READING: 1 Kings 3-5, Luke 20:1-26
“Give Your servant an understanding heart.”
1 Kings 3:9
I wonder what I would have answered had God said to me what He said to Solomon: “Ask what you wish Me to give you” (1 Kgs. 3:5). I don’t know for certain, but I think my answers would have varied according to my season of life, my level of maturity in Christ, and my level of carnality at the time. If I’m completely honest, my answer as a young pastor would have been, “Give me a big church, and let my name become known.” As my friends were marrying, I would have answered, “Give me a wife.” At some points, I think my request would have related to money and possessions. Sometimes, it would have been, “Give me a new job.” My point is that my heart hasn’t always been so rightly directed that I would have answered in a way that would have pleased God.
I’m fairly certain I would not have answered what Solomon did: “So give Your servant an understanding heart to judge Your people to discern between good and evil. For who is able to judge this great people of Yours?” (1 Kgs. 3:9). Solomon was young, and he knew he did not know how to lead God’s people. The task was too great for him. Rather than ask for riches, a long life, or defeated enemies, he asked only for wisdom to judge and lead the people. Because God was pleased with Solomon’s humble request, He gave the king riches and honor as well.
As a young church leader, my ego would likely have stopped me from praying Solomon’s prayer. I was convinced I was a unique young leader; thus, I wanted the bigger church more than I recognized how little wisdom I had. The older I get, though, the more my answer to the question God asked Solomon has changed. I’m learning that possessions don’t bring joy. Fame is so fleeting that it doesn’t grab my attention as strongly any longer. Long life would be good, but death doesn’t worry me.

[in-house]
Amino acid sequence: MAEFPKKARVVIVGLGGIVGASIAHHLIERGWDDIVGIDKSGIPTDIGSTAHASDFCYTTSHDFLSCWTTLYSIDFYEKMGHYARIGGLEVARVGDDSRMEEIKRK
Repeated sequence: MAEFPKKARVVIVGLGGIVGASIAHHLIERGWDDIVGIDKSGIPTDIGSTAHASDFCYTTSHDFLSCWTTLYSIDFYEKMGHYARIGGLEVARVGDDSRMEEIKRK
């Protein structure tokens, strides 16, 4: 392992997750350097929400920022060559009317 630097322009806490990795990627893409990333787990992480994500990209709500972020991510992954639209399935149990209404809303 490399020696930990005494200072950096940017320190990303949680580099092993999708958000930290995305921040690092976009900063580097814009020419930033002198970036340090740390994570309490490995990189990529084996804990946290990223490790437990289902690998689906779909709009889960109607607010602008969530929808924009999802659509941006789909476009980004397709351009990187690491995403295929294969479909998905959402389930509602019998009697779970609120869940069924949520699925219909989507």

Instead, I’ve come to the place where lostness deeply burdens me, and what I leave behind concerns me. I think my answers would be, “Lord, please save our loved ones in Pam’s family and mine, raise up men and women to get to every people group in the world, and then let the men in whom I invest become a mighty force for Your glory.” That prayer sounds quite different from my prayer for a big church, but I hope I’m much wiser now than I was then. If I am, it’s only because God has granted me wisdom.
- Decide what would be your answer to the question God posed for Solomon. Be honest with yourself.
- If you’re willing, say a prayer for the loved ones I mention in the devotion.
PRAYER: “God, my heart seldom goes where Solomon’s heart went when You asked his request. Make me long for Your wisdom.”
TOMORROW’S READING: 1 Kings 6-7, Luke 20:27-47